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Sun, Ran (2019) PATIENT PORTAL USE AND ITS ASSOCIATION WITH CLINICAL OUTCOMES IN PATIENTS WITH TYPE 2 DIABETES. Doctoral Dissertation, University of Pittsburgh. (Unpublished)

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Background: The rapid growth of type 2 diabetes mellitus (T2DM) in the United States presents significant challenges. Patient portals are promising tools that address the increasing number of individuals with T2DM and engage these people in the process of managing their chronic condition. Objectives: The purposes of this study were: 1) to describe the portal usage pattern by individuals with T2DM over the two-year study period; 2) to identify whether sociodemographic, socioeconomic, and clinical characteristics differ between portal users and non-users; and 3) to longitudinally examine the effect of portal use on glycemic control in patients with T2DM. Methods: This two-year retrospective, observational cohort study utilized data from the ambulatory electronic health records (EHR) of the University of Pittsburgh Medical Center (UPMC) Physician Services and its ancillary patient portal. The study included adults seen in an outpatient setting of UPMC between January 2015 and December 2016. We applied descriptive statistics to describe sample characteristics and portal usage patterns. Logistic regression was used to examine factors associated with portal use. A propensity score matching (PSM) technique was conducted to equate the portal user and non-user groups, and mixed modeling was performed to examine the effect of portal use on hemoglobin A1c (HbA1c) over time. Results: Nearly one-third of the individuals (n=12,615, 32.9%, 95% CI: [32.3%,33.3%]) with T2DM used the portals. An increased portal usage was observed before and after a physician visit, and on weekdays compared to weekends (p<0.001). In general, we found associations of age, race, income, and the number of chronic conditions with portal usage, and several other predictors modified these effects (ps<0.05). After PSM, both groups showed a non-linear decline of HbA1c over time (p<.001), and the portal users (n=4,924) demonstrated a greater decrease and better maintenance than the non-users (n=4,924, p<.001). Conclusions: Our findings highlight the promising effect of a patient portal on clinical glycemic control in persons with T2DM. Disparities in patient portals need to be addressed to bridge the existing gaps in diabetes outcomes. Future study should explore mechanisms through which the portal contributes to better clinical outcomes to guide evidence-based portal design and implementation.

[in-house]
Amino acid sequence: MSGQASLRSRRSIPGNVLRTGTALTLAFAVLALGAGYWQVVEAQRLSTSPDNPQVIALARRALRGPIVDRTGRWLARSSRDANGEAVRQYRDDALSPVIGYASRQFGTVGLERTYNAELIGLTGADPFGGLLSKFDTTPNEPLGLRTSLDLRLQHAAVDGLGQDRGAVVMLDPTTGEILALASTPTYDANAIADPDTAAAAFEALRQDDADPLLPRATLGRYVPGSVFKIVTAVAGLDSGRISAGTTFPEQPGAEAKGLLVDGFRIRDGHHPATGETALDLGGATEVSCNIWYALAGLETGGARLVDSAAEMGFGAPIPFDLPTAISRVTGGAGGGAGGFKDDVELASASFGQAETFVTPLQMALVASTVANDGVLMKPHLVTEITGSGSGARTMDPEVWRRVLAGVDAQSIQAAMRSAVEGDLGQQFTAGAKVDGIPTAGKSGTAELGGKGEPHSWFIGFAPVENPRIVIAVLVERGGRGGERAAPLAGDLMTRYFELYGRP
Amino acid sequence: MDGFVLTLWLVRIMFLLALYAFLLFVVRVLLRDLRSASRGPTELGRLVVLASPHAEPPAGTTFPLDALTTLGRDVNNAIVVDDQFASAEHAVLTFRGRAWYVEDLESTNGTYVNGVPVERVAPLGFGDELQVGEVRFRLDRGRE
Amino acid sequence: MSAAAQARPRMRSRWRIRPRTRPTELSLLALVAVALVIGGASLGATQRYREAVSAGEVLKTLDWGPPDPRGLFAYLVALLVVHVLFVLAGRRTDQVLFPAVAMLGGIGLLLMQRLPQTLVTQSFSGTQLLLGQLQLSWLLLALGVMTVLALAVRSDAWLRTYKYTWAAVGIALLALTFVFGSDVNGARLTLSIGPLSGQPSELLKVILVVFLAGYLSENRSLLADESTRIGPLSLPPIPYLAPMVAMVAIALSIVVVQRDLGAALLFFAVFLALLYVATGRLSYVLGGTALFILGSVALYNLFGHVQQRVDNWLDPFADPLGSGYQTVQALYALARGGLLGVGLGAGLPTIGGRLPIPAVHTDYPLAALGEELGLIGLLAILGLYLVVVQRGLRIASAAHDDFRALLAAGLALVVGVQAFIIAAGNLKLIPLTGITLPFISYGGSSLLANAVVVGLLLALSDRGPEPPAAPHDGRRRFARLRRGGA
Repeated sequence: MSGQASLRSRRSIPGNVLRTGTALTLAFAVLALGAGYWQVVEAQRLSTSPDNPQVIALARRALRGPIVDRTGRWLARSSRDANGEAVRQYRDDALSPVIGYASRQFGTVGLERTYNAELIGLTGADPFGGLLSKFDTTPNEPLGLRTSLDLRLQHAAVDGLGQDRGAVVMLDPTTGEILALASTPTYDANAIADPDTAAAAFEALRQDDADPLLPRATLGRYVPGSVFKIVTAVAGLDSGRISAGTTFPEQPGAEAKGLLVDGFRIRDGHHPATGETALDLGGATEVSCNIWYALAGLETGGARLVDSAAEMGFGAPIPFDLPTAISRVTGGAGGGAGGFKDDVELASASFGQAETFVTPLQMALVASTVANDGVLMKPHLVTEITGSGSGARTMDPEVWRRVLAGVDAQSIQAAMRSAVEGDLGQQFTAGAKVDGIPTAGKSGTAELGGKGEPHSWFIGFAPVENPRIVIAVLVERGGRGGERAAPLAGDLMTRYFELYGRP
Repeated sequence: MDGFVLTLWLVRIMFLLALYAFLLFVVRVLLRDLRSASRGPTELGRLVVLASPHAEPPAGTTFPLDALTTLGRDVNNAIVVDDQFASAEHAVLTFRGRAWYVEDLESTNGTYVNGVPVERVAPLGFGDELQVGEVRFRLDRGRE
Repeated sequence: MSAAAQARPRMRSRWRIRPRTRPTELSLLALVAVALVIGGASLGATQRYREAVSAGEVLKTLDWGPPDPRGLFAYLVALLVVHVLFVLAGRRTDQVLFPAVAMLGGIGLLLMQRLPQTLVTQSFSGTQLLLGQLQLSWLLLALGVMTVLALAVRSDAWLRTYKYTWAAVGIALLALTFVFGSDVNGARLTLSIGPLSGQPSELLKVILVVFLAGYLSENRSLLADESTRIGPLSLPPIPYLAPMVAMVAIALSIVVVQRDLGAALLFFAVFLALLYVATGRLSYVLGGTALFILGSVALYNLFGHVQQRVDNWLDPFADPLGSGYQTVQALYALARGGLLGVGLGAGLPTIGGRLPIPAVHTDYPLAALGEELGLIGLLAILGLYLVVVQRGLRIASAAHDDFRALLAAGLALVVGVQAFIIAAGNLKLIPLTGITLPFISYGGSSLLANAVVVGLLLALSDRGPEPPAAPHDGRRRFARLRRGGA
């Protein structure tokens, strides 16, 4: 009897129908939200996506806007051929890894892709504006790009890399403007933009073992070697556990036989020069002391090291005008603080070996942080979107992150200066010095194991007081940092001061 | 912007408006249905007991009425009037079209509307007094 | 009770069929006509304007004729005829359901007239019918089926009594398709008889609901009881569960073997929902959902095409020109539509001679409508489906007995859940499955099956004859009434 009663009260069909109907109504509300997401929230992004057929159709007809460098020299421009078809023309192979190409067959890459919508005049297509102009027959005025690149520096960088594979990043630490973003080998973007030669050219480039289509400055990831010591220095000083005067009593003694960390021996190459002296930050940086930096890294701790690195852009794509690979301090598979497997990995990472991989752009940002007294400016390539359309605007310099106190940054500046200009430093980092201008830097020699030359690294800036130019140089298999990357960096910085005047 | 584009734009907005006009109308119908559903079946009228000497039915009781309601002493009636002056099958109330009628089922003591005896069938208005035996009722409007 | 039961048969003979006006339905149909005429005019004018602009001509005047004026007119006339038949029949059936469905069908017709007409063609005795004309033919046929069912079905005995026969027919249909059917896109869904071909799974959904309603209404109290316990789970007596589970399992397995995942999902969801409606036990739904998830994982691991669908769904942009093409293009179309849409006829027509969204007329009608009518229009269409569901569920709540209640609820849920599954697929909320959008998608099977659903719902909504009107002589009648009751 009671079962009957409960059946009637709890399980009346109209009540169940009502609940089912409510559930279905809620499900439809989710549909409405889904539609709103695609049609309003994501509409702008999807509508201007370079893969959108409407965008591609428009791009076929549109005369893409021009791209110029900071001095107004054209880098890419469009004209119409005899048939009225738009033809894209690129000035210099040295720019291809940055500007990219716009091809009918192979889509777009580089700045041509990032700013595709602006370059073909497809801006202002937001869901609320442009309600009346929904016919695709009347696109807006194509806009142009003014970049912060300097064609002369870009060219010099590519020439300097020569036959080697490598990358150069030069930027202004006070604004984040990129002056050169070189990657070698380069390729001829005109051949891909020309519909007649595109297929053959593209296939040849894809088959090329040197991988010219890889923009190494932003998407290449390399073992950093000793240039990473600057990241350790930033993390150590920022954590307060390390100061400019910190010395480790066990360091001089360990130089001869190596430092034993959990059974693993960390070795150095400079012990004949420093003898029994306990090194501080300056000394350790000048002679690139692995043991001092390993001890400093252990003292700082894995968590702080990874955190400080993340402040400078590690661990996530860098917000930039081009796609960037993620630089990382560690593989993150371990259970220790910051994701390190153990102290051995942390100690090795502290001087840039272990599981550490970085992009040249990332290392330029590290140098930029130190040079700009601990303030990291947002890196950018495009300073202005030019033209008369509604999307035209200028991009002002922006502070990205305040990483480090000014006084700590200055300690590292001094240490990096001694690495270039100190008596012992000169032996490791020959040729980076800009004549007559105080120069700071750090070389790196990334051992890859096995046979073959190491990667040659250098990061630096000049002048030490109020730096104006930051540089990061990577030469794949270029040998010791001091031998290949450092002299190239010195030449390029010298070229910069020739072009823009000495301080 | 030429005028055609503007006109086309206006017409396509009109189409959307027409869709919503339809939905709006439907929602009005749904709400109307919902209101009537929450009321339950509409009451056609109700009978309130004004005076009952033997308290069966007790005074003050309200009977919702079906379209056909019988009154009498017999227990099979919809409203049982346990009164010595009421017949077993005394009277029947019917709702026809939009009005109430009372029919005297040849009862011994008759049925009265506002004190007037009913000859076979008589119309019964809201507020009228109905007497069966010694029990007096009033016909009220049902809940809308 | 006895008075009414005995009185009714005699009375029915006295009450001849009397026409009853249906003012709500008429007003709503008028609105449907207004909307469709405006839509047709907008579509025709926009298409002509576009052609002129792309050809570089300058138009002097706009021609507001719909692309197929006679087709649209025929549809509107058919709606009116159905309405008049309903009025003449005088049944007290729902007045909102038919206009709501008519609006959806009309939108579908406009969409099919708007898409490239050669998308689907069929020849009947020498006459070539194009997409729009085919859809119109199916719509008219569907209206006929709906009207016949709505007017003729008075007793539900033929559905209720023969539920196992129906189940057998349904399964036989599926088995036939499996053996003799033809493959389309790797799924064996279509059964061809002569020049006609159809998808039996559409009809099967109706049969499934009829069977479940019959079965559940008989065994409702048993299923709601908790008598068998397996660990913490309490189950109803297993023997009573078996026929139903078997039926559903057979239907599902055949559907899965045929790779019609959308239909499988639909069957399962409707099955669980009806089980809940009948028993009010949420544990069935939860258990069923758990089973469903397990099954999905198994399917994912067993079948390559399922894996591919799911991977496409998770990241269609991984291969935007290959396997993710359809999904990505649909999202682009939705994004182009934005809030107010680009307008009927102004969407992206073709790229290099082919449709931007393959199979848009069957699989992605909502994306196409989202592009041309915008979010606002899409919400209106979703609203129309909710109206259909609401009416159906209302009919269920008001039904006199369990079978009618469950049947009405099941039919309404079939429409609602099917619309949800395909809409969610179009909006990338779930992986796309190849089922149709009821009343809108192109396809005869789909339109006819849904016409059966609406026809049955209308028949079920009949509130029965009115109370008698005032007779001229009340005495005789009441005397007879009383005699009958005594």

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Item Type: University of Pittsburgh ETD
Status: Unpublished
CreatorsEmailPitt UsernameORCID
Sun, Ranras186@pitt.eduras1860000-0002-5181-3242
ETD Committee:
TitleMemberEmail AddressPitt UsernameORCID
Committee MemberSereika, Susan M.ssereika@pitt.edussereika
Committee MemberKorytkowski, Marymtk7@pitt.edumtk7
Committee MemberSaul, Melissamis18@pitt.edumis18
Committee MemberLi, Dandal144@pitt.edudal144
Committee ChairBurke, Loralbu100@pitt.edulbu100
Date: 22 April 2019
Date Type: Publication
Defense Date: 14 January 2019
Approval Date: 22 April 2019
Submission Date: 19 February 2019
Access Restriction: 1 year -- Restrict access to University of Pittsburgh for a period of 1 year.
Number of Pages: 116
Institution: University of Pittsburgh
Schools and Programs: School of Nursing > Nursing
Degree: PhD - Doctor of Philosophy
Thesis Type: Doctoral Dissertation
Refereed: Yes
Uncontrolled Keywords: Diabetes Mellitus; Electronic Health Record; Patient Portal; Personal Health Record
Date Deposited: 22 Apr 2019 19:07
Last Modified: 22 Apr 2020 05:15


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